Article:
Wednesday, April 01, 2015

The Unintended Consequences of A Policy Change

I was just turning 40 when the issue over smoking on airline flights reached a tipping point and then banned in the U.S. in November of 1989, six months after we jumpstarted the community destination marketing for Durham, North Carolina.

So until recently, I assumed the continued presence of ashtrays on the doors of airliner lavatories merely dated the age of the aircraft.

But federal law, while prohibiting smoking inflight, including the levy of stiff fines for lighting up in the “john,” still requires the installation of ashtrays there on new aircraft as a safety precaution.

Far too often though, prohibitions such as smoking bans fail to include careful consideration of unintended, but costly consequences.

In mid-2012 Durham, NC, where I live, enacted what at the time was the most comprehensive smoking ban in North Carolina and possibly the Southeast.  Soon, workers quickly removed all ashtrays for cigarette butts from the bus stops.

The logic was that leaving them in place would encourage smoking but instead, taking them away has resulted in these areas being littered with butts.  But studies show that merely leaving these receptacles in place may have had little impact.

In 2008, a study was conducted, in part, to observe how smokers dispose of cigarette and cigar butts.  Only 15% used the ashtray while 40 flicked them on the ground including into shrubs while 27% left the site with the butt in hand.

During intercepts, self-reported litterers reported the greatest likelihood of littering occurring with cigarette butts.

Even more telling, smokers were also nearly twice as likely overall to litter as non-smokers, even when cigarette butts were excluded from the measure.

One wonders why anti-littering campaigns have failed to use this information to better target efforts just as agencies have learned to use animal abuse around a home as an indication that domestic abuse is likely there too?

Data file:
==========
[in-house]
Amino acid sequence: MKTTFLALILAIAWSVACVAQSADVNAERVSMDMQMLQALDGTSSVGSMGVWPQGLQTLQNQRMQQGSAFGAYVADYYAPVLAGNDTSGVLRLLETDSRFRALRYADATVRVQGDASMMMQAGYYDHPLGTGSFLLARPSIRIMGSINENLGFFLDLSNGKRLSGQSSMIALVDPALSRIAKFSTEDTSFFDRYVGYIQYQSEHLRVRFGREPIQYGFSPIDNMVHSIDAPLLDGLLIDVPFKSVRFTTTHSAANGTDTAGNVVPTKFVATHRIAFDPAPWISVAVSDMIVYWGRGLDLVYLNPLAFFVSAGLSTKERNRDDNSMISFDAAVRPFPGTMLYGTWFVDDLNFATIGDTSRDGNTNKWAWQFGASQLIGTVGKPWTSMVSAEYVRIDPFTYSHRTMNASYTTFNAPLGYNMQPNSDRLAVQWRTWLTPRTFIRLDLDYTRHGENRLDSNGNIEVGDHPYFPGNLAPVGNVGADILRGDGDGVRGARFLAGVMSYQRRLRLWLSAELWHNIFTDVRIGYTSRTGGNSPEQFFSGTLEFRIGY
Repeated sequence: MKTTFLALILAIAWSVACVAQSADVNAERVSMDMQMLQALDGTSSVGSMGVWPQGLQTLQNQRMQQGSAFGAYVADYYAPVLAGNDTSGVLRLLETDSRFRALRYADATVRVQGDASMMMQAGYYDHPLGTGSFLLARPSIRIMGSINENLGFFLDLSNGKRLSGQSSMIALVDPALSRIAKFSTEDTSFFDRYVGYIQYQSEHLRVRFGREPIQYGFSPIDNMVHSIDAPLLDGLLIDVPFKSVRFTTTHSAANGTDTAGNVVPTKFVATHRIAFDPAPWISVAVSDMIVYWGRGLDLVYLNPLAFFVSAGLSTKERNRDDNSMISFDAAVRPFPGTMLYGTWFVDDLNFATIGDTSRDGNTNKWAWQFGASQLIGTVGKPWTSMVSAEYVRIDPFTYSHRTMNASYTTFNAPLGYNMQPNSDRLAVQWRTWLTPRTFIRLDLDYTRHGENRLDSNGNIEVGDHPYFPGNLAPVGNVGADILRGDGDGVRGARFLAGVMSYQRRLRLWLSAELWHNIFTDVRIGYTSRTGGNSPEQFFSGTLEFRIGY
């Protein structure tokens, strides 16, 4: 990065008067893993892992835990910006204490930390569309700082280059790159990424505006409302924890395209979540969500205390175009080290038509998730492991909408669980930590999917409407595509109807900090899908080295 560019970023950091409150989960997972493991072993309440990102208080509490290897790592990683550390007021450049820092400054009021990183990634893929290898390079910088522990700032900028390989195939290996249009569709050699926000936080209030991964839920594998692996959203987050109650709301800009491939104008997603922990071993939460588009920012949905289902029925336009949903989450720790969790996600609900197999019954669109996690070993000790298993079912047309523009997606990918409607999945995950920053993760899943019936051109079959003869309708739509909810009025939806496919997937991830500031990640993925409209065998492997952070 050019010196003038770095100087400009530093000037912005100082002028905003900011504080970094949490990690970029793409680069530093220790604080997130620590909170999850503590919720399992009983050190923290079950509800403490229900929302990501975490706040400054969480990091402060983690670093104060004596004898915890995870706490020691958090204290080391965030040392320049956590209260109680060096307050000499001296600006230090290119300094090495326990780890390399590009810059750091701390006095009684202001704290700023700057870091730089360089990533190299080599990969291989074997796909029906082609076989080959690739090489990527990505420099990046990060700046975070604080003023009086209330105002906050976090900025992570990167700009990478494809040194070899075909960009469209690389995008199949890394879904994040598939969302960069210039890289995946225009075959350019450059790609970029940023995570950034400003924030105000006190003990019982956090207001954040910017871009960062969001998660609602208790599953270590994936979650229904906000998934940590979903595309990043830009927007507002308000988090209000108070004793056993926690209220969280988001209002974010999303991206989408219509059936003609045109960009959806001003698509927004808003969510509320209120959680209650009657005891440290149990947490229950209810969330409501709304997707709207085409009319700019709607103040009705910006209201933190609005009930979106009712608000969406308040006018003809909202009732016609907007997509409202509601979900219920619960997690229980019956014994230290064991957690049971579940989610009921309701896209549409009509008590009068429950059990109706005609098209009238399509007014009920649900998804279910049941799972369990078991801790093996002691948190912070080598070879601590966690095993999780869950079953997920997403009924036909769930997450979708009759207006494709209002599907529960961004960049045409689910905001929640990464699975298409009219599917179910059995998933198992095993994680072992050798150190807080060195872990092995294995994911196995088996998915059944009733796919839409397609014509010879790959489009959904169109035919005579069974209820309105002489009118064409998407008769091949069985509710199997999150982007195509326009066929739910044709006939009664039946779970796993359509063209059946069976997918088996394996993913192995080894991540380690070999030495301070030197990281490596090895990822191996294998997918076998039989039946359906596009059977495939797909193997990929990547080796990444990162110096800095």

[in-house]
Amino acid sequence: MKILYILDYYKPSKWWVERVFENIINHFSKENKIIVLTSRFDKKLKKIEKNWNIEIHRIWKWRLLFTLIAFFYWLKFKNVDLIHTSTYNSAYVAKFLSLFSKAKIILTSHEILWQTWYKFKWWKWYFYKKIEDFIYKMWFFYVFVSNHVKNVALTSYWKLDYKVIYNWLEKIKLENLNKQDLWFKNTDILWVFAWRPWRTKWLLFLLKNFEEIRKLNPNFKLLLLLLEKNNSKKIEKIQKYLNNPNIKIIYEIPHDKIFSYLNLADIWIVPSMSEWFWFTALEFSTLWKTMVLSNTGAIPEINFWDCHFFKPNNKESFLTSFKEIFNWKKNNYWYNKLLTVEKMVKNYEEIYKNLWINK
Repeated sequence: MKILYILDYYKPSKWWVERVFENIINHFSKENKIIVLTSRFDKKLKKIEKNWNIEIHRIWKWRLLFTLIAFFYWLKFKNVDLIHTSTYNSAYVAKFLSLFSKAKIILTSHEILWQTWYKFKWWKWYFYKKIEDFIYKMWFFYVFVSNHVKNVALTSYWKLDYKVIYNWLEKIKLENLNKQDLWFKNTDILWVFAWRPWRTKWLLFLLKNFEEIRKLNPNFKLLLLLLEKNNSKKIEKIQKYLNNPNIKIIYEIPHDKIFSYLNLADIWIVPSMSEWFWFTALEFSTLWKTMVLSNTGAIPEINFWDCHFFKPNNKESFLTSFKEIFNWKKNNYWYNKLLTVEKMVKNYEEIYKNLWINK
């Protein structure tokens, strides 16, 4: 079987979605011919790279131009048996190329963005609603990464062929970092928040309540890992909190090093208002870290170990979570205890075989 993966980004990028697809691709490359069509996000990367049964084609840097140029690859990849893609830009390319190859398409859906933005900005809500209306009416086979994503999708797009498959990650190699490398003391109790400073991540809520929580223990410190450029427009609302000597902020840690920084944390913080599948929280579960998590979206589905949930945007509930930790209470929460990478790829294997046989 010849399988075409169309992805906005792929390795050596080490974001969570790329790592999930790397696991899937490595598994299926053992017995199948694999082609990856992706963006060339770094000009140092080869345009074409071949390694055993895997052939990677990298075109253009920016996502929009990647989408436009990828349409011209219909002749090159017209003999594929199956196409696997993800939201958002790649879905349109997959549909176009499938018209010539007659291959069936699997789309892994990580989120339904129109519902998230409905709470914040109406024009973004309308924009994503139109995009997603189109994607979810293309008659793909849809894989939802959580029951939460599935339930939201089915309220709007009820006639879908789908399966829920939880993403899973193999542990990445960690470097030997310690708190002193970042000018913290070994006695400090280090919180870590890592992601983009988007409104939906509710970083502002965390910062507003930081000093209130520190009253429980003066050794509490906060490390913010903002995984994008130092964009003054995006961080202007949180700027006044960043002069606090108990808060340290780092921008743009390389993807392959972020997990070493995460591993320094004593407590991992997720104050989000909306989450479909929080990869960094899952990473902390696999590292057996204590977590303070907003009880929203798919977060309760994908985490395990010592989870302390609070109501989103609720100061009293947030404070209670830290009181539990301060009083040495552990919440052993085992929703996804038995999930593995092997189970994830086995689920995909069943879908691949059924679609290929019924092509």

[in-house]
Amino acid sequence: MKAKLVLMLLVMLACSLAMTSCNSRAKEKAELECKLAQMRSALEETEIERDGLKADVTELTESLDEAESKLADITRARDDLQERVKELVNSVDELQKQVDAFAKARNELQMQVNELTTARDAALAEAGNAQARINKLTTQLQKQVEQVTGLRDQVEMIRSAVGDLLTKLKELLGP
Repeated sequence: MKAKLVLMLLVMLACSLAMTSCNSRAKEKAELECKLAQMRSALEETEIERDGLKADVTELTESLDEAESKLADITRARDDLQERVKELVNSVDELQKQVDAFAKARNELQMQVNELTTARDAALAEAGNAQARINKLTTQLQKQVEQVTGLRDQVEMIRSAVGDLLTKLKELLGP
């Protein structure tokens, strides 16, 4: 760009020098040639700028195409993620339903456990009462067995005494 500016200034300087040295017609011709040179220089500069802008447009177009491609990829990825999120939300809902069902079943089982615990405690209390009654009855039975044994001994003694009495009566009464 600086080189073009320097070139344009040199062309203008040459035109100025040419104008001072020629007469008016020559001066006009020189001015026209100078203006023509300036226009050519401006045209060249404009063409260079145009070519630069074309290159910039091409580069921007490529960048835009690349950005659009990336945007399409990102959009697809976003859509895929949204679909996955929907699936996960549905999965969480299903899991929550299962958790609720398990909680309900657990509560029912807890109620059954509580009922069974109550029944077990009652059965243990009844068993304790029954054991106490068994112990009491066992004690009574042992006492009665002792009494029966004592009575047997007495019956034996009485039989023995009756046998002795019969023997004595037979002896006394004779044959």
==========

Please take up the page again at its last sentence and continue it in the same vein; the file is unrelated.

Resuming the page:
Cities began to ban smoking on public transportation in 1936, more than three decades after several states had tried to do so and while tobacco companies were busy advertising how good smoking was for your teeth.

At the time, according to advertising research conducted for Fortune Magazine, 53% of adult American males including 66% of those under 40 smoked.

As of three months ago, according to the Blueshift Research Trends Tracker, 84.3% of Americans don’t smoke including 55% who have never smoked according to the CDC.

Of the 15% who do (13.4% daily,) 53% smoke cigarettes and 26% smoke cigars, yet tobacco products represent 38% of all litter along roadways, 23% of which comes from pedestrians.

It is only one of the ways smokers still shift billions of dollars of costs off onto those who don’t.

About 29 of every 100 adults who live below the poverty level are smokers, a rate much higher than those not in poverty.

The rate is also much higher among those who are disabled or work limited as it also is for LGBT Americans.

Recent studies show that smoking is increasing within poorer neighborhoods while it is disappearing in affluent neighborhoods.  report on CNN a year ago noted that “the chronic stress of poverty drives unhealthy behaviors.”

Societal stress may be the reason higher rates of smoking are also found in the other groups as well.

Based on the findings of the behavioral analysis of litterers, researchers have begun to look closely at the links between depression, smoking and littering in poor neighborhoods.

The 4% of litterers who admit doing it on purpose say it was just because they were having a bad day.

Depression, according to experts, is not about feeling sad or mad as much as it is about not caring anymore; a lack of vitality.

Its association with poverty is also why so-called sin-taxes to discourage smoking and lower its burden on those who don’t, may be too blunt an instrument to root it out entirely.

There also appears to be a direct link between cigarette smuggling and the level of taxation on cigarettes purchases, up to half of all cigarettes consumed in some states.

Banning tobacco makes sense, but it makes equally good sense to examine whether removing ashtrays or leaving smokers no options such as in airports yields hidden costs such as litter.

This may be why in Utah, where resident smokers are now only 9 out of 100 adults, there are special, high exhaust chambers in the Salt Lake Airport, intended for visitors as well as residents and paid for, in part, by a reduction in litter and illegal smoking elsewhere.

All of this is to say that bans on products such as smoking require thoughtful execution.

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